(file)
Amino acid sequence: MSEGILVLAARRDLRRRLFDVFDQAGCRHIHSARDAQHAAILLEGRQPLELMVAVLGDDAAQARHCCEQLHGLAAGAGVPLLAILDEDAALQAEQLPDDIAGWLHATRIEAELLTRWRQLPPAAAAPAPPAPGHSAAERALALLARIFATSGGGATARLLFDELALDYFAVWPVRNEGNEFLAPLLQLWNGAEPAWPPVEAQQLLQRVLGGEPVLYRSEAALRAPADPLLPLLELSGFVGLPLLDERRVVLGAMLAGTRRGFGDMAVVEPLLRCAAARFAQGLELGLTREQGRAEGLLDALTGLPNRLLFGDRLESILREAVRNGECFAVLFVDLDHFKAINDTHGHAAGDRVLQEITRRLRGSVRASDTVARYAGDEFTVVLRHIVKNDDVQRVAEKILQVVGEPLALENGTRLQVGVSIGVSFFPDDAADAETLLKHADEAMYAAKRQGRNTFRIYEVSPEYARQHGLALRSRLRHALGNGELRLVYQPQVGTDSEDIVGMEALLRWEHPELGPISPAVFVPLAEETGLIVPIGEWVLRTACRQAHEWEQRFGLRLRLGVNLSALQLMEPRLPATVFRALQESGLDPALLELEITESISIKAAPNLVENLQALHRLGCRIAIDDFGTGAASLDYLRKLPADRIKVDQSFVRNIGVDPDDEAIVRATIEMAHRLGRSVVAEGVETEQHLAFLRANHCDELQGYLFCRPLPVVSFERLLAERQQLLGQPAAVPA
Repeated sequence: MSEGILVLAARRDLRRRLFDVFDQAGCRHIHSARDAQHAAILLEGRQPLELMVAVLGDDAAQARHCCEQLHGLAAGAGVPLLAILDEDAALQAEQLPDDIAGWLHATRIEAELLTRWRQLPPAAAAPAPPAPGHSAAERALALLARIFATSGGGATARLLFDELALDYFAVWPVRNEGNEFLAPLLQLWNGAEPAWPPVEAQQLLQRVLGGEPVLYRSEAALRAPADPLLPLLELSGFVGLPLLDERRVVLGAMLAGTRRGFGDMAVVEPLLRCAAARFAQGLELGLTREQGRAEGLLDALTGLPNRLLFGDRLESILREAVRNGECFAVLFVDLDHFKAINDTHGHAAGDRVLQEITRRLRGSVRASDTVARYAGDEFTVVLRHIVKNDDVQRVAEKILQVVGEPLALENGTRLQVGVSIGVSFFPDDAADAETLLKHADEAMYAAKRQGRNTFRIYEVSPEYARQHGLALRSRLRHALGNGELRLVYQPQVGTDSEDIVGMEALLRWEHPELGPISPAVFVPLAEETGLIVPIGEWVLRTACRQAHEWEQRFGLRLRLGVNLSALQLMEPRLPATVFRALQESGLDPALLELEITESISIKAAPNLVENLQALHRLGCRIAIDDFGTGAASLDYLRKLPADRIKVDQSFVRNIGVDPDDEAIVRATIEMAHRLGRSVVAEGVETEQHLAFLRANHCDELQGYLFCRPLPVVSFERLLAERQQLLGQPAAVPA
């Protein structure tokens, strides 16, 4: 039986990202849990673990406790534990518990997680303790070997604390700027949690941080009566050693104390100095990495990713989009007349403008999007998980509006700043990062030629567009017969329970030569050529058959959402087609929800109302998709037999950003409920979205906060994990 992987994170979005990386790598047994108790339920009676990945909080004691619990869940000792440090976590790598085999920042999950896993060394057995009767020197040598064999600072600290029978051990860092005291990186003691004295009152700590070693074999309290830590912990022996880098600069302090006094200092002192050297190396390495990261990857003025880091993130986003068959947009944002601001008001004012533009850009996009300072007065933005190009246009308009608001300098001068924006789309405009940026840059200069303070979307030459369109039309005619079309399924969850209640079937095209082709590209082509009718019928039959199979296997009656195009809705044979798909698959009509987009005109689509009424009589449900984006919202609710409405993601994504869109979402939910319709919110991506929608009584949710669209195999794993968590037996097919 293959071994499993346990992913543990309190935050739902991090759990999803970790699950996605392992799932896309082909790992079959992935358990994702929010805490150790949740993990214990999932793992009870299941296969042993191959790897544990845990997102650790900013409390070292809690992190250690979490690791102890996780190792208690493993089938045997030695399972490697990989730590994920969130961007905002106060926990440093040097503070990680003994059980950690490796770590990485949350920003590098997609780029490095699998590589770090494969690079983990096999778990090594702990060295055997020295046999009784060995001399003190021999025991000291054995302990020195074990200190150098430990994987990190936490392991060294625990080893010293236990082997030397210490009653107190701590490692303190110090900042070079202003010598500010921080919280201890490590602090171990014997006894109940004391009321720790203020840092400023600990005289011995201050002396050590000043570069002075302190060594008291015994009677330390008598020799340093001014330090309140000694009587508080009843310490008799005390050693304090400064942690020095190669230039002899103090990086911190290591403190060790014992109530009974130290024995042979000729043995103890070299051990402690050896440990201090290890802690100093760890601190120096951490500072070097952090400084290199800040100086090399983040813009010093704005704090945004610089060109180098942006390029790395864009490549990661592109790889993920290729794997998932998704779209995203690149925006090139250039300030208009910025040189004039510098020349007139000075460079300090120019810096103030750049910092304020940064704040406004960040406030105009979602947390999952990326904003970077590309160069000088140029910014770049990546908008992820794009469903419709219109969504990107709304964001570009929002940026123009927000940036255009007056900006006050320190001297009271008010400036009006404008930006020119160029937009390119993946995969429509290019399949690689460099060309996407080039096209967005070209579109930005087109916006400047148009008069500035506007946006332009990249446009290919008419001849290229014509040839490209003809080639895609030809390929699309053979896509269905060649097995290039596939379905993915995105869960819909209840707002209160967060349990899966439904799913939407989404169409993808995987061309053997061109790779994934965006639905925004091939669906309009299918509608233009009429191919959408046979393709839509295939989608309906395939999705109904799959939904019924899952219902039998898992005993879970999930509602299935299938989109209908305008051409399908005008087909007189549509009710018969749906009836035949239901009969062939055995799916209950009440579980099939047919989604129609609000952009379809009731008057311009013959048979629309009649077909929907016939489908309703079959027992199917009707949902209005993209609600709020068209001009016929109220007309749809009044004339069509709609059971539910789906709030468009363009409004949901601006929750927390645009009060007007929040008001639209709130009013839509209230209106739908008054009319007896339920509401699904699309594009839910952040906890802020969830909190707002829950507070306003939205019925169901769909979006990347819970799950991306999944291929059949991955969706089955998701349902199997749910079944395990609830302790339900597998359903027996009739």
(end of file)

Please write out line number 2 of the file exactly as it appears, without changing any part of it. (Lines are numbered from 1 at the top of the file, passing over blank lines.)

Repeated sequence: MSEGILVLAARRDLRRRLFDVFDQAGCRHIHSARDAQHAAILLEGRQPLELMVAVLGDDAAQARHCCEQLHGLAAGAGVPLLAILDEDAALQAEQLPDDIAGWLHATRIEAELLTRWRQLPPAAAAPAPPAPGHSAAERALALLARIFATSGGGATARLLFDELALDYFAVWPVRNEGNEFLAPLLQLWNGAEPAWPPVEAQQLLQRVLGGEPVLYRSEAALRAPADPLLPLLELSGFVGLPLLDERRVVLGAMLAGTRRGFGDMAVVEPLLRCAAARFAQGLELGLTREQGRAEGLLDALTGLPNRLLFGDRLESILREAVRNGECFAVLFVDLDHFKAINDTHGHAAGDRVLQEITRRLRGSVRASDTVARYAGDEFTVVLRHIVKNDDVQRVAEKILQVVGEPLALENGTRLQVGVSIGVSFFPDDAADAETLLKHADEAMYAAKRQGRNTFRIYEVSPEYARQHGLALRSRLRHALGNGELRLVYQPQVGTDSEDIVGMEALLRWEHPELGPISPAVFVPLAEETGLIVPIGEWVLRTACRQAHEWEQRFGLRLRLGVNLSALQLMEPRLPATVFRALQESGLDPALLELEITESISIKAAPNLVENLQALHRLGCRIAIDDFGTGAASLDYLRKLPADRIKVDQSFVRNIGVDPDDEAIVRATIEMAHRLGRSVVAEGVETEQHLAFLRANHCDELQGYLFCRPLPVVSFERLLAERQQLLGQPAAVPA